Happy Teacher's Day
STEM as an acronym stands for Science, Technology Engineering and Mathematics. The acronym was adopted by Rita Colwell and other science administrators in the National Science Foundation (NSF) in 2001 (Wikipedia)
Other variations of STEM
SMET (science, mathematics, engineering, and technology)
STREAMi (Science, Technology, Research, Engineering, Arts, Maths, innovation)
STM (Scientific, Technical, and Mathematics; or Science, Technology, and Medicine; or Scientific, Technical, and Medical)
eSTEM (environmental STEM)
STEMIE (Science, Technology, Engineering, Mathematics, Invention and Entrepreneurship); adds Inventing and Entrepreneurship as means to apply STEM to real world problem solving and markets.
iSTEM (invigorating Science, Technology, Engineering, and Mathematics); identifies new ways to teach STEM-related fields.
STEMLE (Science, Technology, Engineering, Mathematics, Law and Economics); identifies subjects focused on fields such as applied social sciences and anthropology, regulation, cybernetics, machine learning, social systems, computational economics and computational social sciences.
MEd Curriculum Studies: STEMS² (Science, Technology, Engineering, Mathematics, Social Sciences and Sense of Place); integrates STEM with social sciences and sense of place.
METALS (STEAM + Logic), introduced by Su Su at Teachers College, Columbia University
STREM (Science, Technology, Robotics, Engineering, and Mathematics); adds robotics as a field.
STREM (Science, Technology, Robotics, Engineering, and Multimedia); adds robotics as a field and replaces mathematics with media.
STREAM (Science, Technology, Robotics, Engineering, Arts, and Mathematics); adds robotics and arts as fields.
STEEM (Science, Technology, Engineering, Economics, and Mathematics); adds economics as a field.
STEAM (Science, Technology, Engineering, Arts, and Mathematics)
A-STEM (Arts, Science, Technology, Engineering, and Mathematics); more focus and based on humanism and arts.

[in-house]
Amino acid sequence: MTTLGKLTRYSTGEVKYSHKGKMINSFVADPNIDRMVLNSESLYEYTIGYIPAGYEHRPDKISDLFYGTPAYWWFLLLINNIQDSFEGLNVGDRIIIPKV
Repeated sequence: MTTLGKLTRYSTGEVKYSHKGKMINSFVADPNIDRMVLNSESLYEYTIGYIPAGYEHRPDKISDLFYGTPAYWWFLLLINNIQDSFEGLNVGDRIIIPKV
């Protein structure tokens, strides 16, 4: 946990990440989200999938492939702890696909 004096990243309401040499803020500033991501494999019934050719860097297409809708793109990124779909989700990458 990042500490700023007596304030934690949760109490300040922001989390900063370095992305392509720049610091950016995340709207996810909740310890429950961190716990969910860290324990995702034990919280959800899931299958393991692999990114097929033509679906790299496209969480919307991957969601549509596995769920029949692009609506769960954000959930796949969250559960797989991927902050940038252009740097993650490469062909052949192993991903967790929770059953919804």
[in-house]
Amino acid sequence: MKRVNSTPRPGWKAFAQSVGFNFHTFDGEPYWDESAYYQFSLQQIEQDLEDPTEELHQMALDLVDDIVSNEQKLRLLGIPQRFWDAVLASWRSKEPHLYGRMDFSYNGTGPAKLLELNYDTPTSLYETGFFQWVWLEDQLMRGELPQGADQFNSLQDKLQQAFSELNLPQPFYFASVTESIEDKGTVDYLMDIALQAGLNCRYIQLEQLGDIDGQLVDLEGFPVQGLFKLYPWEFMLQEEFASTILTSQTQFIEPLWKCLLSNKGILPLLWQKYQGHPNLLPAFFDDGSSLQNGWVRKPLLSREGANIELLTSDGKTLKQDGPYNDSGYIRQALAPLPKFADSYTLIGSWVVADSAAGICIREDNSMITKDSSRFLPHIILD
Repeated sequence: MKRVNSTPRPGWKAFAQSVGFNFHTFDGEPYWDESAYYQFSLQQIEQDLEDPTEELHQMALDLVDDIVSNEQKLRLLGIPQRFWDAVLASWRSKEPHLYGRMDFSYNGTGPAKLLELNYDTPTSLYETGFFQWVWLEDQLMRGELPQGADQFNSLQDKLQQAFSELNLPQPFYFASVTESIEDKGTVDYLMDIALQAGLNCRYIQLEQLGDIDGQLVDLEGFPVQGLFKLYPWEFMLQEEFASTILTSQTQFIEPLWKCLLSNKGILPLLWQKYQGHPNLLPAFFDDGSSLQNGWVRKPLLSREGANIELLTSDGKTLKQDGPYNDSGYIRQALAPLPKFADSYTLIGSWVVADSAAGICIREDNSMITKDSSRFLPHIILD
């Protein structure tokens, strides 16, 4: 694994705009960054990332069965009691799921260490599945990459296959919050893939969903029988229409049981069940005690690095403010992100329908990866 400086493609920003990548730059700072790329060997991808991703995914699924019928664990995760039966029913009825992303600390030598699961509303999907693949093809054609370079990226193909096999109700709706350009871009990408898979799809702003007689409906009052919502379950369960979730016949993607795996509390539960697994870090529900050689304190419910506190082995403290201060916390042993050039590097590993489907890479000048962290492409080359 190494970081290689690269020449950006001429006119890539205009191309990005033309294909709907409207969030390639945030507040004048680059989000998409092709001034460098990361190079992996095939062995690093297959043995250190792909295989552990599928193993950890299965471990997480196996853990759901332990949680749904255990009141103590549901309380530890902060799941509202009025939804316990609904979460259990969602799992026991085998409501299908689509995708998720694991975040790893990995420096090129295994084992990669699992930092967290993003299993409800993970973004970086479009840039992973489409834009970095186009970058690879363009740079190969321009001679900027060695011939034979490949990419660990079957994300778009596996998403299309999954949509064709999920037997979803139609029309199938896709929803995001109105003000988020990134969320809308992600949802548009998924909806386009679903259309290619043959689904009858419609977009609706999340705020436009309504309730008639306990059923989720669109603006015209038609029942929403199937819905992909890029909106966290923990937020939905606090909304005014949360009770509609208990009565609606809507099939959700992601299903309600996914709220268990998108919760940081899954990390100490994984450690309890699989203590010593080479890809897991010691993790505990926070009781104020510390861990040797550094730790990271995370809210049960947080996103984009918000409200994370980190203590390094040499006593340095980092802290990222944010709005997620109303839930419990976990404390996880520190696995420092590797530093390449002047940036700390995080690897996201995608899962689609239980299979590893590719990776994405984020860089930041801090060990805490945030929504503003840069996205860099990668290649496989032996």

STEAM (Science, Technology, Engineering, Agriculture, and Mathematics); add Agriculture.
STEAM (Science, Technology, Engineering and Applied Mathematics); more focus on applied mathematics
GEMS (Girls in Engineering, Math, and Science); used for programs to encourage women to enter these fields.
STEMM (Science, Technology, Engineering, Mathematics, and Medicine)
SHTEAM (Science, Humanities, Technology, Engineering, Arts, and Mathematics)
AMSEE (Applied Math, Science, Engineering, and Entrepreneurship)
THAMES (Technology, Hands-On, Arts, Mathematics, Engineering, Science)
THAMES (Technology, Humanities, Arts, Mathematics, Engineering, and Science; includes all three branches of science: natural science, social science, and formal science)
MINT (Mathematics, Informatics, Natural sciences and Technology)
STEM teachers are educators who teach Science, Technology, Engineering, or Mathematics and other blended learning. Most STEM teachers specialize in one subject area, such as Algebra or Chemistry, especially at the secondary and post-secondary levels. However, primary school educators often teach general STEM lessons.
If you haven’t incorporated STEM (science, technology, engineering, and math) curriculum into your teaching yet, now’s the time to learn how it can have a place in your classroom. Resources abound for you as an educator, and when students learn about STEM topics early in their educational journey, they’re better prepared to explore the careers of their dreams. Content creator, Designer, Software engineer, Inventor, and many other childhood dream jobs all fall under the STEM label.
Teaching students about Science, Math, or Technology and motivating them to get excited about learning subjects are your primary responsibilities. Your job duties include curriculum design, lesson implementation, student evaluation, and collaboration with other teachers. You must participate in professional development and continuing education to make sure you remain current in your STEM subject area, as the field is continually evolving.
You’re not alone if you’re unsure how to best teach your students STEM skills. Elementary teachers in particular are less likely to feel knowledgeable about how to promote STEM in class. But once you have a few ideas on how to add it to your classroom, you can help your students not only understand STEM subjects but develop a love for them, too. Stick with us to find out more!